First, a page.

Friday, December 21, 2012
(photo: Richard Termine)
Prospect Theater Company presents a new re-working of the 1978 musical based on Studs Terkel's book, with two new songs by Lin-Manuel Miranda.
The streamlined cast of six replaces the seventeen from the original Broadway production, slicing and dicing the remains into a tight 65 intermissionless minutes.
Director Gordon Greenberg has assembled a talented and capable cast to portray the 25 stories, including Marie-France Arcilla, Joe Cassidy, Donna Lynne Champlin, Jay Armstrong Johnson, Nehal Joshi and Kenita R. Miller.
Some moments stand out more than others: Ms. Champlin's Rose Hoffman, an aging and out of step teacher who sadly reflects on the degradation of respect for her role in the lives of children over her 45 years in the classroom with Nobody Tells Me How. She gives another clever moment as the waitress Delores Dante in It's an Art responding to the question, "just a waitress?" Mr. Johnson gets a nice turn as well as pervy UPS delivery man, Conrad Swibel.
The juxtaposition of Ms. Miller's hooker to Ms. Champlin's high society fundraiser points up how the two roles are more similar than different.
My father always said, "if it were fun, they wouldn't call it 'work'," and for the most part he was right. Still, of the 25 working stories, there are remarkably few that really expressed any joy. As much time as we spend working, an uplifting evening of work stories and songs would have more appeal.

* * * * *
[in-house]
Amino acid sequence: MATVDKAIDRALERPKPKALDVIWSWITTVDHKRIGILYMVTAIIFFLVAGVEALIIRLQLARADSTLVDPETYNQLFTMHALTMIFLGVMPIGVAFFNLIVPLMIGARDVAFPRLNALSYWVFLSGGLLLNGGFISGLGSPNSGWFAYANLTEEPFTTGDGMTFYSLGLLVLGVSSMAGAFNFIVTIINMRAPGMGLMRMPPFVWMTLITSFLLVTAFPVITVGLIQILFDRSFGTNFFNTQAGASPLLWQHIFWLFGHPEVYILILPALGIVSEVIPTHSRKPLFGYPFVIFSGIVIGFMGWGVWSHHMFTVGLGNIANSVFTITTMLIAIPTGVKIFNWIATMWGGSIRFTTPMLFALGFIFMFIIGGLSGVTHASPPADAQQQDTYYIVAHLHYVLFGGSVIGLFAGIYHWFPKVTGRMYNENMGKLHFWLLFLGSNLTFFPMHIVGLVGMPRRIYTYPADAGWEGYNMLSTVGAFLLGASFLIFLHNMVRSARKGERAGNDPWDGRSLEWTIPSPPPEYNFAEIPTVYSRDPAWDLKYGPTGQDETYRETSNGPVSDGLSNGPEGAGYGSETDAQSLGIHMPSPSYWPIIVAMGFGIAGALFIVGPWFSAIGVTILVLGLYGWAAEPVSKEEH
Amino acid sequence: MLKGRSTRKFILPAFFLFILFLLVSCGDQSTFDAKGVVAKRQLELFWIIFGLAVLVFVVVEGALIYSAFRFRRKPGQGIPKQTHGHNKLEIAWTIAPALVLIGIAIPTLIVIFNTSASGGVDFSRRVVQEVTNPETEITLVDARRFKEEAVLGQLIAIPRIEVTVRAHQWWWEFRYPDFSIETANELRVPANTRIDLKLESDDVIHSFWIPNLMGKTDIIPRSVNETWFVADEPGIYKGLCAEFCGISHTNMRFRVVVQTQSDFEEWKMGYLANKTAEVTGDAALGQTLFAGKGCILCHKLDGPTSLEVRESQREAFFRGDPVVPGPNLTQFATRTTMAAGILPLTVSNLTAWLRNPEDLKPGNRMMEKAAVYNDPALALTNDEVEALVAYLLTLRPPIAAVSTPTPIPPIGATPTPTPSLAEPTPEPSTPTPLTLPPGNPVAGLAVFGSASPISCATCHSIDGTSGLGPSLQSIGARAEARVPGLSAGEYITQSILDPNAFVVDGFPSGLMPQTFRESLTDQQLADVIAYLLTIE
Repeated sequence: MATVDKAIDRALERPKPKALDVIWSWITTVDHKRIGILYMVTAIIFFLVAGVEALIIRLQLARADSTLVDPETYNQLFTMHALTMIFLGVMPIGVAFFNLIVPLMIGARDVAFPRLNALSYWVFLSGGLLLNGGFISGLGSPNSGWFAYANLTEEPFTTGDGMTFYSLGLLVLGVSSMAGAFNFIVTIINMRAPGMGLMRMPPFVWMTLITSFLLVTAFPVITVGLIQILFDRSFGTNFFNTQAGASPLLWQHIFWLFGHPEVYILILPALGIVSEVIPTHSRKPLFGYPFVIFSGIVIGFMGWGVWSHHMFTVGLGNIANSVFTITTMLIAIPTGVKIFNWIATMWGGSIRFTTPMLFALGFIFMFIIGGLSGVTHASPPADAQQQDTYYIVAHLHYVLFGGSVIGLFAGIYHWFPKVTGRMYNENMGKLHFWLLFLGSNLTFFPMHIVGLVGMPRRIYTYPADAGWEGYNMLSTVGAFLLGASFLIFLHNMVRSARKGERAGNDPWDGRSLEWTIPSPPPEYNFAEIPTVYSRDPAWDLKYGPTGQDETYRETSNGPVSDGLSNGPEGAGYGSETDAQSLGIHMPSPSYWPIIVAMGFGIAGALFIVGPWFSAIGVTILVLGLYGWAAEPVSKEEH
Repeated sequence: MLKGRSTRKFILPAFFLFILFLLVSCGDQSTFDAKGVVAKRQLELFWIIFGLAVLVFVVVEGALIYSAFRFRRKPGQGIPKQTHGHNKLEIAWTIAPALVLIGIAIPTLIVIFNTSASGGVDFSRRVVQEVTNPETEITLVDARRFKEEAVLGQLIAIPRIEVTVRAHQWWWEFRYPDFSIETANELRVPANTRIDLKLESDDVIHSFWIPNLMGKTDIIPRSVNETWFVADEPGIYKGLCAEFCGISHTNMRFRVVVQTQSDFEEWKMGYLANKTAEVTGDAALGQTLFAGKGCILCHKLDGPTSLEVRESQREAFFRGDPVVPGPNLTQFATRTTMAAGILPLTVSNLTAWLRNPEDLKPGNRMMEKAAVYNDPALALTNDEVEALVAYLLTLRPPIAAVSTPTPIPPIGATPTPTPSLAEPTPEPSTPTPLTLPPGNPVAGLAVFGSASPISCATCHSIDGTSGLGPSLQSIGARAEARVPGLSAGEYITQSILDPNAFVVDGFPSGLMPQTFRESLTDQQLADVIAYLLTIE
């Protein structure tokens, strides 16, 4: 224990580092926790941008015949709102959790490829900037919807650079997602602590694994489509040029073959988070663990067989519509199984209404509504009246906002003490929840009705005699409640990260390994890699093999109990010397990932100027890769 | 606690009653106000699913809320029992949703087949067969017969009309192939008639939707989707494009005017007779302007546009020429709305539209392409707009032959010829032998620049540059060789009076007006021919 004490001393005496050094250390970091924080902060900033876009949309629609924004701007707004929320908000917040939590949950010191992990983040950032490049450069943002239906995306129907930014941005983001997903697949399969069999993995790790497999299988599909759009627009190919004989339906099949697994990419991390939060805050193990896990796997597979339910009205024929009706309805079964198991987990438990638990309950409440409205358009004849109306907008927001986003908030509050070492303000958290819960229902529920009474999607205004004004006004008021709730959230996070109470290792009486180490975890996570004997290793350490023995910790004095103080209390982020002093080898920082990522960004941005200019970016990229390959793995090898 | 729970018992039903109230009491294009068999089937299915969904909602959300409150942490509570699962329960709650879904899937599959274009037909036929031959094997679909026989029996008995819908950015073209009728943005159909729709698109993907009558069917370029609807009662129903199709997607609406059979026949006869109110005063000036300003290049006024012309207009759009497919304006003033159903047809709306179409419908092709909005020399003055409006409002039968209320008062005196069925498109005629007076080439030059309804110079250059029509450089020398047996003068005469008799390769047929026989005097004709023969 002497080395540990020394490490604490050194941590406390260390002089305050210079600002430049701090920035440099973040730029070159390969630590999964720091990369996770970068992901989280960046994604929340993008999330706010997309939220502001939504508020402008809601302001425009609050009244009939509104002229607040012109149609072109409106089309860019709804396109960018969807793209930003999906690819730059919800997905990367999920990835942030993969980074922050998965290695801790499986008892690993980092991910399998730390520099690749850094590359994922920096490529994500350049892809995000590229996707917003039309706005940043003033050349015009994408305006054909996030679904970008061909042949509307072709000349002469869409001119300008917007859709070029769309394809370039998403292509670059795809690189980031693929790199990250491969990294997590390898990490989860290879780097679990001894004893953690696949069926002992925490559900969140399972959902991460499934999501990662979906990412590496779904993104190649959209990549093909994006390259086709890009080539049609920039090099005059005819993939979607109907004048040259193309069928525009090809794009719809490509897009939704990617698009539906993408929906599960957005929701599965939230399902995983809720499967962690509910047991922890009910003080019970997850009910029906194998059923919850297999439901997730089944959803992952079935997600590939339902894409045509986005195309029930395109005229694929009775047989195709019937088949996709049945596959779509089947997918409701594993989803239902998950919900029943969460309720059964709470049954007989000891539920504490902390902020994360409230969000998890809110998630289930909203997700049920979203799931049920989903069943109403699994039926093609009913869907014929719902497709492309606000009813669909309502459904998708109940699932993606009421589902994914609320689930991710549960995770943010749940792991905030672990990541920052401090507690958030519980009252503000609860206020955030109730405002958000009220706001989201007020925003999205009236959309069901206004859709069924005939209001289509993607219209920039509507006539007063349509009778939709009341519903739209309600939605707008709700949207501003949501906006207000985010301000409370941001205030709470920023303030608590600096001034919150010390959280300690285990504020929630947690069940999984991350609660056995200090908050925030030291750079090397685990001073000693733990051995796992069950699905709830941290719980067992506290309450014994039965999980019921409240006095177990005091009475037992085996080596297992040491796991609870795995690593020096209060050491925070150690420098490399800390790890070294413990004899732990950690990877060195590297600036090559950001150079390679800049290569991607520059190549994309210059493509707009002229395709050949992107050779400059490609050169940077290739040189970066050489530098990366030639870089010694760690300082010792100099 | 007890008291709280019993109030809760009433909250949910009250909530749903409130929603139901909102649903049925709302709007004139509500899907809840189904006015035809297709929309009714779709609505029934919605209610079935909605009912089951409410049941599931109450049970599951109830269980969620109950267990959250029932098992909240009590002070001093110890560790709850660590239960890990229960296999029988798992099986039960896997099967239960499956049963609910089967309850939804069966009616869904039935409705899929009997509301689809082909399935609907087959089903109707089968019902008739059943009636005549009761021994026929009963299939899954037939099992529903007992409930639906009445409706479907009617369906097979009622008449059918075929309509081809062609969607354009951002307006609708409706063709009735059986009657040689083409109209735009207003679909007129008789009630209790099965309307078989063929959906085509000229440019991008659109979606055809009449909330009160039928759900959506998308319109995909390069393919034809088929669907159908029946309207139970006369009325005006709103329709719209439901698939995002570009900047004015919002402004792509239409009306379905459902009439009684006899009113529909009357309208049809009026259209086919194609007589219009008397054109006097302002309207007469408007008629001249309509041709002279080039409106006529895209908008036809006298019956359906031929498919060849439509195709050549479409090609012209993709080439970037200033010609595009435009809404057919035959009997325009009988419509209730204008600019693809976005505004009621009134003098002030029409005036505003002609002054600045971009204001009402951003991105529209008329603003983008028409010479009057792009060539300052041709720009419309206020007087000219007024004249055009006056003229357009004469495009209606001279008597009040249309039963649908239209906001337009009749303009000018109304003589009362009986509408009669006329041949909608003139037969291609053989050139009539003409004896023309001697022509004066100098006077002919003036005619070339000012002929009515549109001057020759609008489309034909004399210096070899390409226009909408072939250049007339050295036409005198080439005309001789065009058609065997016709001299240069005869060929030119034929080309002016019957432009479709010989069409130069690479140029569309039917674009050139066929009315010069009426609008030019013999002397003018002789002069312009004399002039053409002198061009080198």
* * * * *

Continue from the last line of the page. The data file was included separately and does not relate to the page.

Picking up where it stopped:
WORKING runs through December 30. Tickets here.
Jackie Hoffman's kvetching continues with her new show at New World Stages. "A Chanukah Charol" is her riff on Patrick Stewart's one-man "A Christmas Carol" retelling her trials and tribulations as an actress in New York.
The mood starts with pre-curtain music of a klezmer band playing Christmas carols. She opens by portraying Mr. Stewart as the narrator of her tale, and she gives a pretty good impersonation.
Then, she moves into a mix of her ongoing existential career crisis that she's not Victoria Clark or Gertrude Lawrence, along with some new reminiscences of holiday gatherings with her family. Her Jacob Marley is Molly Picon, telling of incipient visits from the requisite three ghosts, past present and future. The cleverest turn of the three is using Shelley Winters as the Ghost of Chanukah Present.
I've seen just about all of her annual appearances at Joe's Pub and have to say that as much as I liked the concept of this show, I missed her songs that have been part of her cabaret series. At 75 minutes, it's a small commitment for a bit of fun, Hoffman-style.
"A Chanukah Charol" runs through December 29. Tickets here.